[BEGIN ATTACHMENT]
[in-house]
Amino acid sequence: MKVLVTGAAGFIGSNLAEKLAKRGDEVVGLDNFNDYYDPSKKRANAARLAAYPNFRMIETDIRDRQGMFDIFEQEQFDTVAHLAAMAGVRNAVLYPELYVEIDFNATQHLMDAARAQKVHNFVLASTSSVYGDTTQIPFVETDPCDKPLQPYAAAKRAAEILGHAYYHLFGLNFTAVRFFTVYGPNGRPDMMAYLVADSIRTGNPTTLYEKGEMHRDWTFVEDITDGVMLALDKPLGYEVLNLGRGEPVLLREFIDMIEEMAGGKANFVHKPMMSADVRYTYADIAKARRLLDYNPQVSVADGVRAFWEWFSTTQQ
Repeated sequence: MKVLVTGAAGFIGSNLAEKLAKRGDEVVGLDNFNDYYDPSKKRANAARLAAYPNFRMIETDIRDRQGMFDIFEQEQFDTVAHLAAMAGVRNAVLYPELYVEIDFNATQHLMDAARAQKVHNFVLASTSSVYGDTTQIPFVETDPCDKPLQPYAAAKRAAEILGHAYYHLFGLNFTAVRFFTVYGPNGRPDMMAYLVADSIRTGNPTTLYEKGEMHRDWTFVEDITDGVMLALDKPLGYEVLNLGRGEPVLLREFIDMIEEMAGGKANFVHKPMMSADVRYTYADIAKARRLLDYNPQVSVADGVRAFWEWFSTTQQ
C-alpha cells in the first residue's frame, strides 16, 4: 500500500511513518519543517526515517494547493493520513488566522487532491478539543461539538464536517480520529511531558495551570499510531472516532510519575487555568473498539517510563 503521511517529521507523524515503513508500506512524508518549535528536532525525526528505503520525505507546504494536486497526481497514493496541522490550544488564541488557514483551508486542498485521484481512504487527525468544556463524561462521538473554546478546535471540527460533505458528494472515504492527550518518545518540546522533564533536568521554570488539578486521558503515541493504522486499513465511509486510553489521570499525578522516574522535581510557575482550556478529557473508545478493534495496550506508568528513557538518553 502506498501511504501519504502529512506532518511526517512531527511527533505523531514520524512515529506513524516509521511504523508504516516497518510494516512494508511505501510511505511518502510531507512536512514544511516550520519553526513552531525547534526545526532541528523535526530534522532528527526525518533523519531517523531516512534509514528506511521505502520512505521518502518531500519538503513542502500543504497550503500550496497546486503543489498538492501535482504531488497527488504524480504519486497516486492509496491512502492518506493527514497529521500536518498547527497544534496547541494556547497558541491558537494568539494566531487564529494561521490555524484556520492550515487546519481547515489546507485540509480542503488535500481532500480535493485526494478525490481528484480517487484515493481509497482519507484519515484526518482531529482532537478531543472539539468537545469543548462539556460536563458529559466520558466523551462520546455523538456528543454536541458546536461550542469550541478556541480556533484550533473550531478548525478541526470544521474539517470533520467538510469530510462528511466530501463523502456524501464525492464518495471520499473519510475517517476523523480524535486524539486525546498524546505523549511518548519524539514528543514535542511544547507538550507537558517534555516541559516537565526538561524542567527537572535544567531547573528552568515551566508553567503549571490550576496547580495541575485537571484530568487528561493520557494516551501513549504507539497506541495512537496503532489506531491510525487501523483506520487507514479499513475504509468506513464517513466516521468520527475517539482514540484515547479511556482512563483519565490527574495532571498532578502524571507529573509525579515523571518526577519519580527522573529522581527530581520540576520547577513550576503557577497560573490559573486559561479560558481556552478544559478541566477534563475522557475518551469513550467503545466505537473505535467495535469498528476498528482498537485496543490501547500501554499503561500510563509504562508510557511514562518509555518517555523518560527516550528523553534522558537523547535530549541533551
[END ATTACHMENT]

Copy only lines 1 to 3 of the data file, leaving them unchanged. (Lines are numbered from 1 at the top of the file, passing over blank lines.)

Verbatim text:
[in-house]
Amino acid sequence: MKVLVTGAAGFIGSNLAEKLAKRGDEVVGLDNFNDYYDPSKKRANAARLAAYPNFRMIETDIRDRQGMFDIFEQEQFDTVAHLAAMAGVRNAVLYPELYVEIDFNATQHLMDAARAQKVHNFVLASTSSVYGDTTQIPFVETDPCDKPLQPYAAAKRAAEILGHAYYHLFGLNFTAVRFFTVYGPNGRPDMMAYLVADSIRTGNPTTLYEKGEMHRDWTFVEDITDGVMLALDKPLGYEVLNLGRGEPVLLREFIDMIEEMAGGKANFVHKPMMSADVRYTYADIAKARRLLDYNPQVSVADGVRAFWEWFSTTQQ
Repeated sequence: MKVLVTGAAGFIGSNLAEKLAKRGDEVVGLDNFNDYYDPSKKRANAARLAAYPNFRMIETDIRDRQGMFDIFEQEQFDTVAHLAAMAGVRNAVLYPELYVEIDFNATQHLMDAARAQKVHNFVLASTSSVYGDTTQIPFVETDPCDKPLQPYAAAKRAAEILGHAYYHLFGLNFTAVRFFTVYGPNGRPDMMAYLVADSIRTGNPTTLYEKGEMHRDWTFVEDITDGVMLALDKPLGYEVLNLGRGEPVLLREFIDMIEEMAGGKANFVHKPMMSADVRYTYADIAKARRLLDYNPQVSVADGVRAFWEWFSTTQQ